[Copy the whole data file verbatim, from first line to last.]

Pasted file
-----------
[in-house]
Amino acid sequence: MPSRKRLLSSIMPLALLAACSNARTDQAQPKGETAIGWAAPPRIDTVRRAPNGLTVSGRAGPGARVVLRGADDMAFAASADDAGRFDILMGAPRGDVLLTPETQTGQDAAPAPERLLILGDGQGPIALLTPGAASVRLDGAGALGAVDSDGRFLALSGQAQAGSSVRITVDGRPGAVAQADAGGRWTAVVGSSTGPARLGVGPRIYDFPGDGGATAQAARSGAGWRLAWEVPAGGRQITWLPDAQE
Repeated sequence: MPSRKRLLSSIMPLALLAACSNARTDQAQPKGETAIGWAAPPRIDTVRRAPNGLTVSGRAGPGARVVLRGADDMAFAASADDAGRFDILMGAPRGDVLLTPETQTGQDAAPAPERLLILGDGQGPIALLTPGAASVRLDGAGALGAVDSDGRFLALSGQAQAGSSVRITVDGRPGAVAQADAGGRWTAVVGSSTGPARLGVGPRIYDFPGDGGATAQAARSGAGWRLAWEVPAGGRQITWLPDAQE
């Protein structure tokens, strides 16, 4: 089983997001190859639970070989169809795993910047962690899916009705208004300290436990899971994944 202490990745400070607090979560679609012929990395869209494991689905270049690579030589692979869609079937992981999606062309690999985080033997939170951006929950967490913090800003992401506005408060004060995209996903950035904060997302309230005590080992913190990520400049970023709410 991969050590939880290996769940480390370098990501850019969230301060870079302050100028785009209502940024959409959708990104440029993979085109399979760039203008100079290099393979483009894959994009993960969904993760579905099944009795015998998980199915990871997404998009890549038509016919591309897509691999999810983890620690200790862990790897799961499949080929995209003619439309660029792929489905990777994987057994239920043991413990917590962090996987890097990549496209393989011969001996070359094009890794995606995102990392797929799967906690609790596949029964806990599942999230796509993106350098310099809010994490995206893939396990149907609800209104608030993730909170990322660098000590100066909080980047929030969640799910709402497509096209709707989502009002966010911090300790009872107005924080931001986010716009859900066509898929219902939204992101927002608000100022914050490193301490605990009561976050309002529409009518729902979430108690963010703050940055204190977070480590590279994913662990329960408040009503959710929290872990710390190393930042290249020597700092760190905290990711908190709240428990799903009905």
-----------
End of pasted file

[in-house]
Amino acid sequence: MPSRKRLLSSIMPLALLAACSNARTDQAQPKGETAIGWAAPPRIDTVRRAPNGLTVSGRAGPGARVVLRGADDMAFAASADDAGRFDILMGAPRGDVLLTPETQTGQDAAPAPERLLILGDGQGPIALLTPGAASVRLDGAGALGAVDSDGRFLALSGQAQAGSSVRITVDGRPGAVAQADAGGRWTAVVGSSTGPARLGVGPRIYDFPGDGGATAQAARSGAGWRLAWEVPAGGRQITWLPDAQE
Repeated sequence: MPSRKRLLSSIMPLALLAACSNARTDQAQPKGETAIGWAAPPRIDTVRRAPNGLTVSGRAGPGARVVLRGADDMAFAASADDAGRFDILMGAPRGDVLLTPETQTGQDAAPAPERLLILGDGQGPIALLTPGAASVRLDGAGALGAVDSDGRFLALSGQAQAGSSVRITVDGRPGAVAQADAGGRWTAVVGSSTGPARLGVGPRIYDFPGDGGATAQAARSGAGWRLAWEVPAGGRQITWLPDAQE
């Protein structure tokens, strides 16, 4: 089983997001190859639970070989169809795993910047962690899916009705208004300290436990899971994944 202490990745400070607090979560679609012929990395869209494991689905270049690579030589692979869609079937992981999606062309690999985080033997939170951006929950967490913090800003992401506005408060004060995209996903950035904060997302309230005590080992913190990520400049970023709410 991969050590939880290996769940480390370098990501850019969230301060870079302050100028785009209502940024959409959708990104440029993979085109399979760039203008100079290099393979483009894959994009993960969904993760579905099944009795015998998980199915990871997404998009890549038509016919591309897509691999999810983890620690200790862990790897799961499949080929995209003619439309660029792929489905990777994987057994239920043991413990917590962090996987890097990549496209393989011969001996070359094009890794995606995102990392797929799967906690609790596949029964806990599942999230796509993106350098310099809010994490995206893939396990149907609800209104608030993730909170990322660098000590100066909080980047929030969640799910709402497509096209709707989502009002966010911090300790009872107005924080931001986010716009859900066509898929219902939204992101927002608000100022914050490193301490605990009561976050309002529409009518729902979430108690963010703050940055204190977070480590590279994913662990329960408040009503959710929290872990710390190393930042290249020597700092760190905290990711908190709240428990799903009905």